Figure 1. Comparison of lists of peaks detected by using different parameter associations in bPeaks. (A) Three sets of parameters (S1, S2 and S3) were selected for the peak list comparison overlaps between the detected peaks. (B) Evolution of the proportion of peaks in promoters according to the number of detected peaks. (C) DNA sequences associated with the genomic positions of peaks detected with parameter sets S1, S2 and S3; and were examined using the ‘peak-motif’ program with default parameters

Figure 2. A) Western blottting demonstrating Mb304 TF whose weight is 240 kDa. A lane represent ladder, B lane represent the whole cell extract protein and C lane represent Mb304 transcription factor. It state that TF exists in yeast.B) To indicate subunits of Mb304 TF, mass spectrometry was used. The components of the purified TF complex are then separated by size, isolated and identified by mass spectrometry. m/z, mass divided by charge. It has found that Mb304 TF has three subunits that are Mb304-a, b, g. Their masses are 60, 80 and 100 kDa, respectively

The peptide sequences having the best scores from the database comparison by SeqIbex are shown on table1. Database comparison by SeqIbex confirmed MB304 protein is highly similar to the protein AJ402 regarding the subunits. AJ402 is also a multimeric transcription factor in S. pombe. The aa sequences of the AJ402-n and AJ402-d subunits of AJ402 protein and the hypothetical aa sequence of the MB304-a and MB304-b are shown on table2.

Figure 3.The common essential function of MB304G and MB304A. Cells from wild-type (wt), congenic single mutant (MB304A), (MB304G), and MB304G MB304A mutant ( Mb304g∆ mb304a∆) strains were grown to early log phase at 250C and then shifted to 370C. (A) Flow cytometricDNA analysis of cells stained with propidium iodide at various times after the temperature shift.The fluorescence signal of cells with a 1 N and 2 N DNA content is iindicated by arrows.


Mb304g subunit previously known from other studies provided us with knowledge related to the complex’s location and the cell cycle dependency upon other subunits of the protein complex Mb304. After CHIP procedure for extraction, the Western Blotting and Mass Spectrometry were applied on the complex for the determination of the subunits. Three subunits were determined(figure 1) reciprocally: Mb304a, Mb304b and Mb304g. The detected mass during mass analysis was 60,80,100 kDa. Homology studies over S.pombe were conducted identification of the subunits a and b, and used for sequence determination of S.cerevisiae’s subunits. AJ402 is the homologous protein in S.pombe with the subunits AJ402-n/-d. The aminoacid sequence of the MB304 subunits were determined (Table 2 & 3) based on the same procedure. CRISPR/Cas9 was used for mutating gene responsible for this protein complex and the cells were sorted and their DNA content was measured by Flow Cytometer. The function of each transcription factor was determined (Figure 3). On the second graph, the mutated Mb304g∆ cells had less 2N DNA content, showing that their activity had stopped on S phage, as Mb304g complex binds DNA and prevents DNA replication. Furthermore, a different behavior is observed on Mb304b∆ graph. Mb304b should be a suppressor subunit as in case this subunit is mutated, the DNA content increases due to the inhibition of its suppression function. Mb304a is the activator subunit. The determination of these subunits provides opportunity for future studies in Retinablastoma for the control of the homologous protein complex.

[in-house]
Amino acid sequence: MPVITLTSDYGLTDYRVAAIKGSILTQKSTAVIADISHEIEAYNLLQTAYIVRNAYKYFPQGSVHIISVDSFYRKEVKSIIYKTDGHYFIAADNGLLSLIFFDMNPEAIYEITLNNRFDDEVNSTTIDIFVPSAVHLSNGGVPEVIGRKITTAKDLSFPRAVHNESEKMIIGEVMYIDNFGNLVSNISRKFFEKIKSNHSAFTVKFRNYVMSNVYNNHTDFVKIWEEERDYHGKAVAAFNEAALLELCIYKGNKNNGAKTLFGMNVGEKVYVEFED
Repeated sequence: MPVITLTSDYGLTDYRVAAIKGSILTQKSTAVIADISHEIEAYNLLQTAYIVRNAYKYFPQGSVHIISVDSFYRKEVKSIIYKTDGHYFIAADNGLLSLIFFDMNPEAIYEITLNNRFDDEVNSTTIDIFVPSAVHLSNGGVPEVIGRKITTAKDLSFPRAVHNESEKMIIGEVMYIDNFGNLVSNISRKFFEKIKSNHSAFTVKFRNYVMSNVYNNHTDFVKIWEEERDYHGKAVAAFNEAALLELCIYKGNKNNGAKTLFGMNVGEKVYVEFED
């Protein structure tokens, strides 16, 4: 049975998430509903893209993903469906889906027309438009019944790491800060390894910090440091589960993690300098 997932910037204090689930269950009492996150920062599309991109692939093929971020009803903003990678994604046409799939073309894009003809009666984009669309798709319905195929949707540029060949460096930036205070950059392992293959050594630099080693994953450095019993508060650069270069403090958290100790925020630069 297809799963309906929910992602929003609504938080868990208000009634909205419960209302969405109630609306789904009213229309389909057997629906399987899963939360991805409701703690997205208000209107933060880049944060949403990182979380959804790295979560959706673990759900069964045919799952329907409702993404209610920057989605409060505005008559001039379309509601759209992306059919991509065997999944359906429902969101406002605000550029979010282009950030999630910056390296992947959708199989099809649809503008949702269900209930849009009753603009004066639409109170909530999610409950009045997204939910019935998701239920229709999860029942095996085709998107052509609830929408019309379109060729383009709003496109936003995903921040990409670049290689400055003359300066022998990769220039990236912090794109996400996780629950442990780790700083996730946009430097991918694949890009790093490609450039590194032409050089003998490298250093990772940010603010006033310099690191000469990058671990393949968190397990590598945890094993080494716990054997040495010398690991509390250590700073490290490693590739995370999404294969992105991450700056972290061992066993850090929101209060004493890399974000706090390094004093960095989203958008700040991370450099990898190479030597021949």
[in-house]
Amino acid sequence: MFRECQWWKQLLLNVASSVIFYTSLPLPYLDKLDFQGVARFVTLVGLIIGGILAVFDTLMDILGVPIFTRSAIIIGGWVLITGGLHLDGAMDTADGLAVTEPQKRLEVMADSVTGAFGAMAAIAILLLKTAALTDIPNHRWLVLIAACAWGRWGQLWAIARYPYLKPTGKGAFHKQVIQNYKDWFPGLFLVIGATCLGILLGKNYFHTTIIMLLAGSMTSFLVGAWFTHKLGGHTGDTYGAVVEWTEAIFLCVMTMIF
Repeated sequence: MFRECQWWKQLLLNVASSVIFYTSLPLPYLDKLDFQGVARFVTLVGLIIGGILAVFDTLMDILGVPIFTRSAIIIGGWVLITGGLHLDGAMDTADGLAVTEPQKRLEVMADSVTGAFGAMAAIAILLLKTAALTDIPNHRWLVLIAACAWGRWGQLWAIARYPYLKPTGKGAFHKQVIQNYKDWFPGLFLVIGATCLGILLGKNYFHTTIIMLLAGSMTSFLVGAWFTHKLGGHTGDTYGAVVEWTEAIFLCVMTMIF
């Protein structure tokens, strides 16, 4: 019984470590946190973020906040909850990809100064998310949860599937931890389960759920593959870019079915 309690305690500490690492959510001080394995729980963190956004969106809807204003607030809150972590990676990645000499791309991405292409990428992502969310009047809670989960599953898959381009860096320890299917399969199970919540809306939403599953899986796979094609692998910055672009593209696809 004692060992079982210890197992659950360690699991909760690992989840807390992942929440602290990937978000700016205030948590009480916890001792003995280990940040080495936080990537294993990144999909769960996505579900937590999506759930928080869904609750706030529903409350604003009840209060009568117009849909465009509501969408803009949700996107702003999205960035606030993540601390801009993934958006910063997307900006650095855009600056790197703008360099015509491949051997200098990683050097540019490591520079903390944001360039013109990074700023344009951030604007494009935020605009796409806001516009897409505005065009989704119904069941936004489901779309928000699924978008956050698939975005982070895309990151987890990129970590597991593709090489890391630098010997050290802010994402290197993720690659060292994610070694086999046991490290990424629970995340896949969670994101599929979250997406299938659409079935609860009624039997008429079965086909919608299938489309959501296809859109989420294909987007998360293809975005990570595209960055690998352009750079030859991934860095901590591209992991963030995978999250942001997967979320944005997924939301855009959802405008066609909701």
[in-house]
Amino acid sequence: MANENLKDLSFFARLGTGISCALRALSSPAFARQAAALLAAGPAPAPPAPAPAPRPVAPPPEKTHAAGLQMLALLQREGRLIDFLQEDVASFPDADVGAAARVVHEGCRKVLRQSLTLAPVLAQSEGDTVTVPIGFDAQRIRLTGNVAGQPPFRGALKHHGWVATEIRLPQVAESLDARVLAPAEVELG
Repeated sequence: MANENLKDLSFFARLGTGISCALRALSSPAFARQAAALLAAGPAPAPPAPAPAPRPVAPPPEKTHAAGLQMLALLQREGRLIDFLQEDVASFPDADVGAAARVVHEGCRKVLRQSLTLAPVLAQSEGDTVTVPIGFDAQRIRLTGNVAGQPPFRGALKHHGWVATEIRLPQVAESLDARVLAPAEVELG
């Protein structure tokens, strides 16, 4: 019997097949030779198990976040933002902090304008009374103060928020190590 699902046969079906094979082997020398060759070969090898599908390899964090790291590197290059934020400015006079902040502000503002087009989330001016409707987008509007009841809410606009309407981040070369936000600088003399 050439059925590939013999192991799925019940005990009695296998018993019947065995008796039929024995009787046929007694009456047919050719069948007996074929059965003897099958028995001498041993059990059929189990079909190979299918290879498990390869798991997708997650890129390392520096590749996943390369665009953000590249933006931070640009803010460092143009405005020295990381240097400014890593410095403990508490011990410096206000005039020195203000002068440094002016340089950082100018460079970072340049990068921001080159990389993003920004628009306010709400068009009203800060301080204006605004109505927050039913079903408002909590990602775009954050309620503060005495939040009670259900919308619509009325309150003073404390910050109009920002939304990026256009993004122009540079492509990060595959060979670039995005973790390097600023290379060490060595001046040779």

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Identification of Subunits of Mb304 Transcription Factor Regulating Cell Division Cycle in Saccharomyces cerevisiae 

Cell division is the most important phenomenon for reproduction and the continuity of the life. Each of the stages of the cell division (G1, G2, M, S) affects all the process and the importance of this process’s control is of vital importance. Checkpoints regulated by proteins and different transcription factors are responsible for this process. The identification of any regulatory factor of the cell divison cycle is of great significance for achieving a deeper understand of the cell cycle, errors in the cell cycle (cancer mechanism) and complex processes, such as aging, senescence etc. Also a better understanding of this complex would garantuee an opportunity for the cure of retinablastoma [1]. Our research group aimed the identification of the subunits of Mb304 which are involved in the cell growth/size regulation. Previous studies have shown that two of the subunits, reciprocally Mb304-a and Mb304-b of Mb304 complex are directly involved in the regulation of the checkpoint G1/S and in the editing of DNA errors[2]. In our experiment, a change in the binding site of the subunit of this transciption factor was induced  and changes on the reciprocal cell sizes were recorded. Initially the transciption factor was isolated by the method of Site Specific ChIP and it was confirmed by being visualized by Western Blotting. The separation of different subunits according to their differences in the specific masses was made by Mass Spectrometry. The subunits were confirmed by the technique of the Reverse Immunoprecipitation by usage of the specific antibodies for each of the subunits. Peptide sequences were determined by MS/MS Tandem Reverse Spectrometry. Subunits of an orthologous protein complex (in S. Pombe) were determined and sequenced for confirmation of our subunits in S. cerevisiae. Aftrards, the supression of function was realized by CRISPR-Cas9 and the identification of each subunit’s function was determined by the technique of Flow Cytometry[3].  



2-Sbia M, Parnell EJ, Yu Y, Olsen AE, Kretschmann KL, et al. (2008) Regulation of the yeast Ace2 transcription factor during the cell cycle. J Biol Chem 283: 11135–11145